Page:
The scoring and grading systems used in our proposed method are shown in Table 1. Based on MRI findings with or without gadolinium enhancement, tumor size was classified by the maximum sagittal diameter into smaller than 2 cm (score 1), 2 to 4 cm (score 2), and greater than 4 cm (score 3). Tumor size was also classified by the maximum coronal diameter perpendicular to midline into smaller than 2 cm (score 1), 2 to 4 cm (score 2), and greater than 4 cm (score 3).A score of 1 was added when the lower limit of the tumor was below the clinoidal line, when the tumor extended to the mammillary body, or when the tumor reached the foramen of Monro. From MRI findings, the tumor composition was easily identified as cystic only (score 0), multi-cystic (score 1), mixture of cystic and solid (score 2), and solid only (score 3). In each patient, the total score was calculated and graded as follows: a score of 2 was classified as grade I, scores from 3 to 5 as grade II, scores from 6 to 8 as grade III, scores from 9 to 11 as grade IV, and a score of 12 as grade V.
|Tumor size||<2 cm||2-4 cm||>4 cm|
|Maximum sagittal diameter||1||2||3|
|Maximum coronal diameter||1||2||3|
|Relation with surrounding structure|
|Below clinoidal line||1|
|Reach foramen of Monro||1|
|Reach mammillary body||1|
|cystic only||multi-cystic||mixed||solid only|
N: number of cases analyzed in the present study
Table 1: The proposed new classification system for craniopharyngiomas.
When the new scoring and grading system was applied to the 100 cases in this study, the numbers of cases classified in different grades are shown in Table 1.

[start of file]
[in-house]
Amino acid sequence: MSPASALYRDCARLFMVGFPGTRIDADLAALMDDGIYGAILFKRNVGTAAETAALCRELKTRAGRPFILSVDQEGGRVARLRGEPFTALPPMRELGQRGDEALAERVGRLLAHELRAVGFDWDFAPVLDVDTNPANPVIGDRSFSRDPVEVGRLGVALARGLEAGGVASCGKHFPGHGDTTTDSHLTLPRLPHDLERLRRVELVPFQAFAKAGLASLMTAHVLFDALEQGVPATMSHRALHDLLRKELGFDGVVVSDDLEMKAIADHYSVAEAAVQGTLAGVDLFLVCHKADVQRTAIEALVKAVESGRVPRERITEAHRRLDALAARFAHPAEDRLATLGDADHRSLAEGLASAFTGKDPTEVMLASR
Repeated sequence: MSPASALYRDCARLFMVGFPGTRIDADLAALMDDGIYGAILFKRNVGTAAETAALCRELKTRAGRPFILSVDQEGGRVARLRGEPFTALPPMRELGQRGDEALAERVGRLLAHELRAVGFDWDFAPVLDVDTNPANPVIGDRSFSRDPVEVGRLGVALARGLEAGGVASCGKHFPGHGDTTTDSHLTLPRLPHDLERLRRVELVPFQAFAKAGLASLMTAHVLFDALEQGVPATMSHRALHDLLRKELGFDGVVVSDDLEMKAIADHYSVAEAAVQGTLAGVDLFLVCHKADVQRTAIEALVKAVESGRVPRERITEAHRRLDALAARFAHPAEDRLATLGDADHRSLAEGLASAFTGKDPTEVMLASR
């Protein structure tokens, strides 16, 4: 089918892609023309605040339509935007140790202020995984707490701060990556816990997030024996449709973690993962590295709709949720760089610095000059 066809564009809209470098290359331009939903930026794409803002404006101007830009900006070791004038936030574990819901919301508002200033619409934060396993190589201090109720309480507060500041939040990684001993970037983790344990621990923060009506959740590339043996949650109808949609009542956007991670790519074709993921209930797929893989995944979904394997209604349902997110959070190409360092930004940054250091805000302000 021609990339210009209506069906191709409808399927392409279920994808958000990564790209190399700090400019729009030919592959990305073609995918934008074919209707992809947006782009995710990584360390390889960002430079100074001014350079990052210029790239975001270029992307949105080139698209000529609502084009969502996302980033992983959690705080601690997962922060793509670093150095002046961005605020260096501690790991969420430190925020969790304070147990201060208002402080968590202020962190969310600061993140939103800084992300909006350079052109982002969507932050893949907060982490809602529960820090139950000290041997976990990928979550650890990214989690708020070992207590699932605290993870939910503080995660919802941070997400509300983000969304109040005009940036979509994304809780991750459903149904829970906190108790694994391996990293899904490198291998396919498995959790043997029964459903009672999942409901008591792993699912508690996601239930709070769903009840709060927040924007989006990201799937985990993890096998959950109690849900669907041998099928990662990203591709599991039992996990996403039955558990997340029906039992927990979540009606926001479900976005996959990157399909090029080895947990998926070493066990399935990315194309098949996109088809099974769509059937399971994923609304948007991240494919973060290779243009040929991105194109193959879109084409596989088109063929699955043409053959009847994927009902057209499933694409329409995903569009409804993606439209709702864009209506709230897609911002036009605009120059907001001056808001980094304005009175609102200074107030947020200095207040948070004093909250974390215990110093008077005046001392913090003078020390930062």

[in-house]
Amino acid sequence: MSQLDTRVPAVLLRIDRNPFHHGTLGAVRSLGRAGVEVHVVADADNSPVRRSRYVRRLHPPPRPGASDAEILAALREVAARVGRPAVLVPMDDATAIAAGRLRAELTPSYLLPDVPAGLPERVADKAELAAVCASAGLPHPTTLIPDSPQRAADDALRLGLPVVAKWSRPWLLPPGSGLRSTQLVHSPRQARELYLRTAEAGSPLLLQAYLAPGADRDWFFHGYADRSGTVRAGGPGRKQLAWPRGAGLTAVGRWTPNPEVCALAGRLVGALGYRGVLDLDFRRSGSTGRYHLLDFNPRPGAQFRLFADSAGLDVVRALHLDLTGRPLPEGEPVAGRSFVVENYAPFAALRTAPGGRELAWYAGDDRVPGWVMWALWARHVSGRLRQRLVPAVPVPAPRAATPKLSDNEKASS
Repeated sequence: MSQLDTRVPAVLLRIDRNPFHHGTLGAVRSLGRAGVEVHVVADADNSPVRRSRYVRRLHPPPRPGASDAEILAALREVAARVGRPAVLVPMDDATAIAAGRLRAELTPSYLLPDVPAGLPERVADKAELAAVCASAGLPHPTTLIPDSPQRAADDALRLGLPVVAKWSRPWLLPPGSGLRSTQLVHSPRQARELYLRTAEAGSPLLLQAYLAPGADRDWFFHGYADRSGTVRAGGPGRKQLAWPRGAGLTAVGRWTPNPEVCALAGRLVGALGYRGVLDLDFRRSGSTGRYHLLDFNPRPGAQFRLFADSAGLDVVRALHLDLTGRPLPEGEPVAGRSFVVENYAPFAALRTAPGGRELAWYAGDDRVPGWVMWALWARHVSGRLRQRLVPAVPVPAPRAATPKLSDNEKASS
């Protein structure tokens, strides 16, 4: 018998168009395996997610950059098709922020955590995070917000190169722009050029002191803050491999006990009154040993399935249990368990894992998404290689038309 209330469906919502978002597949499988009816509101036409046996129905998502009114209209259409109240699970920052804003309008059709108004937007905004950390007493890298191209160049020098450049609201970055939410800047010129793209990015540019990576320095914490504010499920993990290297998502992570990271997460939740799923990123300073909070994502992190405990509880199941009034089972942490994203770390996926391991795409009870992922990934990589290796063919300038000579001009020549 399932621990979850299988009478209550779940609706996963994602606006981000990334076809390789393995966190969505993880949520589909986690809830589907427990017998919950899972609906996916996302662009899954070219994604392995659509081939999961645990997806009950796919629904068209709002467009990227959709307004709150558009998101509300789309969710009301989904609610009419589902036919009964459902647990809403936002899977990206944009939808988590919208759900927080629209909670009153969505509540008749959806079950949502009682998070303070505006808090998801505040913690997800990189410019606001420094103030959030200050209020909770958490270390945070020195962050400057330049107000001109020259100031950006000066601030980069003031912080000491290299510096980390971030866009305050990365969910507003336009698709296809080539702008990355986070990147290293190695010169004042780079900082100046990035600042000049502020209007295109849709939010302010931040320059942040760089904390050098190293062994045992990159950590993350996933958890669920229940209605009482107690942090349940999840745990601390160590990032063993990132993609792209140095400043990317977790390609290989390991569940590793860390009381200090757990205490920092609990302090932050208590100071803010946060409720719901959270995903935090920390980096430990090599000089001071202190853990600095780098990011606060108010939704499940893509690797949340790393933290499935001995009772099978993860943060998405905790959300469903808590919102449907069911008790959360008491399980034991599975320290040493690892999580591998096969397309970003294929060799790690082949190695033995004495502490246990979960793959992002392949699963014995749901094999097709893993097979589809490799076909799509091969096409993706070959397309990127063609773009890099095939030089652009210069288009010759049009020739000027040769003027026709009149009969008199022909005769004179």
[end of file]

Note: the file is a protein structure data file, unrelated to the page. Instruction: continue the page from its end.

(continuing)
Data are expressed as mean ± SD. One-way analysis of variance (ANOVA) followed by post hoc Fisher’s test was used to determine the statistical significance of the differences in Karnofsky performance status score (KPS) among tumor grades and the differences in tumor grade among surgical approaches. A p value less than 0.05 was considered statistically significant.
A 1-year-old boy was operated via an AIH approach. The tumor had been partially removed previously in another institution, but re growth of the tumor was rapid and a second operation was performed in our department. From the preoperative MRI (Figure 1a), the total score of this patient was 12(3+3+1+1+1+3) and was classified as grade V. Surgery via an AIH approach resulted in total removal of the tumor as demonstrated in Figure 1b. No recurrence was detected at the last follow-up 5 years after surgery, although the patient was already blind bilaterally before the second operation and was affected by hypopituitarism.
Figure 1: MRI with gadolinium enhancement of a 1-year-old boy. (a) Preoperative MRI show a huge suprasellar solid gadolinium-enhanced mass lesion (left: axial, center: coronal, right: sagittal section). According to the proposed new system, the tumor was grade V (score: 3+3+1+1+1+3=12). (b) Postoperative MRI with gadolinium enhancement at the last follow-up 5 years after surgery demonstrate total tumor removal without recurrence (left: axial, center: coronal, right: sagittal section).
A 5-year-old girl was operated via a PTR approach. As illustrated in Figure 2a, a large cystic tumor extended laterally to the right lateral part of the sphenoidal ridge. This patient was classified as grade IV (score: 3+3+1+1+0+2=10) by the new grading system. Surgery via a right PTR approach resulted in subtotal removal of the tumor (Figure 2b) with mild perforator injury and no significant neurological deficits. Two years later, additional GK treatment was conducted for the residual tumor. Since then, no recurrence was detected at the last follow-up in 2012, 5 years after GK treatment.